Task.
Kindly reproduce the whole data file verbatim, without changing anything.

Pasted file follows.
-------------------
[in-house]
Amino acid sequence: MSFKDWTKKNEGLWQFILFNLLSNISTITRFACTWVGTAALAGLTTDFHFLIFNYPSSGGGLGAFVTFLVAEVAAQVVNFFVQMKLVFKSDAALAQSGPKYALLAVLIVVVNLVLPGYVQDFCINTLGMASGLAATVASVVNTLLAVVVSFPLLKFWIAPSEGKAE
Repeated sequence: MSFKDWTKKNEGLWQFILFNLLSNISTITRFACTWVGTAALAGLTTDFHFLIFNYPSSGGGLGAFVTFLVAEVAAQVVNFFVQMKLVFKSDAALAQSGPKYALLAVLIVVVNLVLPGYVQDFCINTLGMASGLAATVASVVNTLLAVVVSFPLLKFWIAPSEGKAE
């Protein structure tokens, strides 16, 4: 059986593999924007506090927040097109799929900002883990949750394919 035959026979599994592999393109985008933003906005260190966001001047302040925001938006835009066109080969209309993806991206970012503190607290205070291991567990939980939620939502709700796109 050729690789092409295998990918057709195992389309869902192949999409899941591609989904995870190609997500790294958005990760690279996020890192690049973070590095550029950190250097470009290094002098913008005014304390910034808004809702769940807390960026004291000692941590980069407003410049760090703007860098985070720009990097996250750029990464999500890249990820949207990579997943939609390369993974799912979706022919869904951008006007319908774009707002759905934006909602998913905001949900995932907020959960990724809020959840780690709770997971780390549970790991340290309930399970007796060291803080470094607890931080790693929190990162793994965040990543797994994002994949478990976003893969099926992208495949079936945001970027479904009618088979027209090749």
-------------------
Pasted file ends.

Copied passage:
[in-house]
Amino acid sequence: MSFKDWTKKNEGLWQFILFNLLSNISTITRFACTWVGTAALAGLTTDFHFLIFNYPSSGGGLGAFVTFLVAEVAAQVVNFFVQMKLVFKSDAALAQSGPKYALLAVLIVVVNLVLPGYVQDFCINTLGMASGLAATVASVVNTLLAVVVSFPLLKFWIAPSEGKAE
Repeated sequence: MSFKDWTKKNEGLWQFILFNLLSNISTITRFACTWVGTAALAGLTTDFHFLIFNYPSSGGGLGAFVTFLVAEVAAQVVNFFVQMKLVFKSDAALAQSGPKYALLAVLIVVVNLVLPGYVQDFCINTLGMASGLAATVASVVNTLLAVVVSFPLLKFWIAPSEGKAE
């Protein structure tokens, strides 16, 4: 059986593999924007506090927040097109799929900002883990949750394919 035959026979599994592999393109985008933003906005260190966001001047302040925001938006835009066109080969209309993806991206970012503190607290205070291991567990939980939620939502709700796109 050729690789092409295998990918057709195992389309869902192949999409899941591609989904995870190609997500790294958005990760690279996020890192690049973070590095550029950190250097470009290094002098913008005014304390910034808004809702769940807390960026004291000692941590980069407003410049760090703007860098985070720009990097996250750029990464999500890249990820949207990579997943939609390369993974799912979706022919869904951008006007319908774009707002759905934006909602998913905001949900995932907020959960990724809020959840780690709770997971780390549970790991340290309930399970007796060291803080470094607890931080790693929190990162793994965040990543797994994002994949478990976003893969099926992208495949079936945001970027479904009618088979027209090749």